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Chromosome Warrior (Chromosome series #3)
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Archived Author Help > Beta Readers?

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message 1: by Nathan (new) - added it

Nathan Gregory | 2 comments While writing the previous book in my 'Chromosome Quest' series, I enlisted a team of "beta readers" from among my friends on FB and elsewhere. It worked well enough, but I sometimes sensed that there might be reluctance at times to tell me when I've made a silly blunder. Not that I'm looking to be beat up for every misplaced comma, but still....

So here's the question. Who makes the best beta readers? Strangers or friends?

The third book in the saga is currently under construction, the 'preview' on my page has the currently finished pieces. It is a little bit early yet to get too involved with 'beta readers' but I do want to explore the best way to go about it and begin the process of recruiting. I am not so much looking for simple proof-reading (those annoying misplaced commas, I mean, although those need to be caught too) but a more in-depth sort of thing, plot holes, inconsistencies, improbabilities, shallow characters, jargon and colloquialisms and so on.

If anyone wishes to read the preview, offer commentary on the selection and use of beta readers or volunteer to be a beta reader, please do.


message 2: by Christina (new)

Christina McMullen (cmcmullen) Hi Nathan,
To answer your first question, it would seem that strangers might have an easier time ripping your book apart, but a good friend who is not timid and has your best interest at heart is probably going to do a more thorough job.

As for your request, we have a workshop folder where you can ask for beta readers, critiques, etc, but know that we offer beta reading as a service to those who subscribe to the website www.supportindieauthors.com


message 3: by Nathan (last edited Nov 22, 2015 06:36PM) (new) - added it

Nathan Gregory | 2 comments Thank you, I was not aware of the workshop. I will look into it. As I said, it is still very early in the process, very little is written yet, about three chapters I think, and even those are a bit rough and subject to change.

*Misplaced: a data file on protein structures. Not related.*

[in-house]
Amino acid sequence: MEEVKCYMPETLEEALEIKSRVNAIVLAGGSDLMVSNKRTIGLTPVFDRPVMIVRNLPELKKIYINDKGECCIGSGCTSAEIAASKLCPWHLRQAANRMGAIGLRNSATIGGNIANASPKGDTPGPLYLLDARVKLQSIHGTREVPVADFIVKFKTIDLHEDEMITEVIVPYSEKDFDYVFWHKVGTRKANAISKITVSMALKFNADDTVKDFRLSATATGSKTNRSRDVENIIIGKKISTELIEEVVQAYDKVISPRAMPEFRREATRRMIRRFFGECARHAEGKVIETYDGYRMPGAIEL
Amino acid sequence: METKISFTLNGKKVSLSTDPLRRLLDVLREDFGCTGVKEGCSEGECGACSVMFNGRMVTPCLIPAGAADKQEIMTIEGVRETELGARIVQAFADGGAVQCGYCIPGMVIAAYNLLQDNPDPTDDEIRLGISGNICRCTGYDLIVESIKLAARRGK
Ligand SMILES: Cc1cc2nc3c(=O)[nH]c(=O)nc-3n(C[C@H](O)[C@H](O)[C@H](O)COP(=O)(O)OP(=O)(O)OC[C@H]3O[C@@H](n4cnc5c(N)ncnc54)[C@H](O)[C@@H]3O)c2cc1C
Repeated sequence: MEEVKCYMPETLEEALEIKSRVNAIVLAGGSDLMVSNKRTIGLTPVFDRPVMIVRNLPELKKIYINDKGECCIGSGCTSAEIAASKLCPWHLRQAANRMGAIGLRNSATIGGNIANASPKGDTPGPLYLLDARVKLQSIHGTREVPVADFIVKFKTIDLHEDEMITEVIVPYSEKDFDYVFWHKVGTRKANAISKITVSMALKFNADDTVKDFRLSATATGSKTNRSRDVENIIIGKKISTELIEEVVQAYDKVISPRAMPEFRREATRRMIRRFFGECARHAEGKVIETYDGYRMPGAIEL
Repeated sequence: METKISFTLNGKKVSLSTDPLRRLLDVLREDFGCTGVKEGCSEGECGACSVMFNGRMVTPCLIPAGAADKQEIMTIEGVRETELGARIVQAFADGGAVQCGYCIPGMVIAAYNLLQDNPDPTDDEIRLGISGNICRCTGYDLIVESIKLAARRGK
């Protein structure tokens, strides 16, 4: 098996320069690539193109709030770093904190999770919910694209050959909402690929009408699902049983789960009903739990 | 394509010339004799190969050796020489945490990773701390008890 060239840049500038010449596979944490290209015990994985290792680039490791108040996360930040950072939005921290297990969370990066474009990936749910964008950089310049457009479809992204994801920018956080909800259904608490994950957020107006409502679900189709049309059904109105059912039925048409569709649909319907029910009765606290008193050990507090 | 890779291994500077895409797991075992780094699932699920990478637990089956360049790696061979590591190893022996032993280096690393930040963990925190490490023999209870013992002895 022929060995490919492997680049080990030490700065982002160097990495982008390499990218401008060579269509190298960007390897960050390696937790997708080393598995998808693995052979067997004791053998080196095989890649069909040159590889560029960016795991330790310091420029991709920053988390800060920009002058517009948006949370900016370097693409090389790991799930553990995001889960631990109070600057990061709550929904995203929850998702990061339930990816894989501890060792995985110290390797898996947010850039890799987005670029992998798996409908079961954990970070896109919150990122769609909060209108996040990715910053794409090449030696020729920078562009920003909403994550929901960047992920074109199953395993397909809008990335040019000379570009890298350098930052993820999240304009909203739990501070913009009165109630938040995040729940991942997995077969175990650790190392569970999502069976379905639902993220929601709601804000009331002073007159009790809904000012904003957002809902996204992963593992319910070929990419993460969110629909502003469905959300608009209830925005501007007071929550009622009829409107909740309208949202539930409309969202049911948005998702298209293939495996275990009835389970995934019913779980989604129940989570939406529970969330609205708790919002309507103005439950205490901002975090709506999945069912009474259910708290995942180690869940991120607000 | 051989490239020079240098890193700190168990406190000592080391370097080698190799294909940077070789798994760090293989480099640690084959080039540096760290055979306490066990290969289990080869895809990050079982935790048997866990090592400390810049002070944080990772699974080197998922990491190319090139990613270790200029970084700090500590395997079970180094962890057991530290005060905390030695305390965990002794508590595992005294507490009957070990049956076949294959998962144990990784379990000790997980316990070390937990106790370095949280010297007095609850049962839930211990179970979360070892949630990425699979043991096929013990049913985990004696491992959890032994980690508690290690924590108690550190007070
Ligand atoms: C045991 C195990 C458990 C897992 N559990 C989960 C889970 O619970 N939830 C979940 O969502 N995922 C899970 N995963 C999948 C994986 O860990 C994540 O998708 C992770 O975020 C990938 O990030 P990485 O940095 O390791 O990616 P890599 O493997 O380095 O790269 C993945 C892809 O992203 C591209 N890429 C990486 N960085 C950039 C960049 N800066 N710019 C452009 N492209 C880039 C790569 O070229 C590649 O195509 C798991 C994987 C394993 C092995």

My intent is to place updates on the page from time to time and invite Goodreads members to read it. Not as formal beta readers, but merely as interested Science Fiction fans. Perhaps someone who is casually skimming it will raise questions that everyone else overlooks.

Thanks for the response.

Nathan


message 4: by Owen (new)

Owen O'Neill (owen_r_oneill) | 1509 comments Nathan wrote: "So here's the question. Who makes the best beta readers? Strangers or friends?"

In my experience, it's not a question of whether it's strangers or friends. When we employ beta readers, we are managing a team, just like any other team. We, as authors, set the goals, objectives and expectations for that team. We need to communicate those to the team and we need to evaluate their responses in view of the "larger picture" -- which we (the authors) pretty much have sole possession and ownership of.

So I think the question is: who do you want on your team?


message 5: by Frederick (new)

Frederick Finch | 99 comments From my humble experience, strangers make better beta readers, with exception of my dear friends Andrei and "Grandmama", who didn't spare words. Thanks to all!


message 6: by Frederick (new)

Frederick Finch | 99 comments Also, from beta reader I expect only honest opinion of the plot, characterization, description, style, general experience...
For everything else there is editor.


message 7: by Charles (new)

Charles | 148 comments Owen wrote: "Nathan wrote: "So here's the question. Who makes the best beta readers? Strangers or friends?"

In my experience, it's not a question of whether it's strangers or friends. When we employ beta reade..."


IMO, Owen nailed it. As the author, you have the responsibility to set clear parameters regarding expectations from your beta readers--what specific things are you particularly interesting in hearing from them, while making it clear that any and all comments they have will be appreciated and that you want honesty above all else. It's that "I'm not sure this worked," or "It seems to me that. . ." comment that might just give you the clue you need to rewrite a section of the work and turn it from also-ran into sterling.


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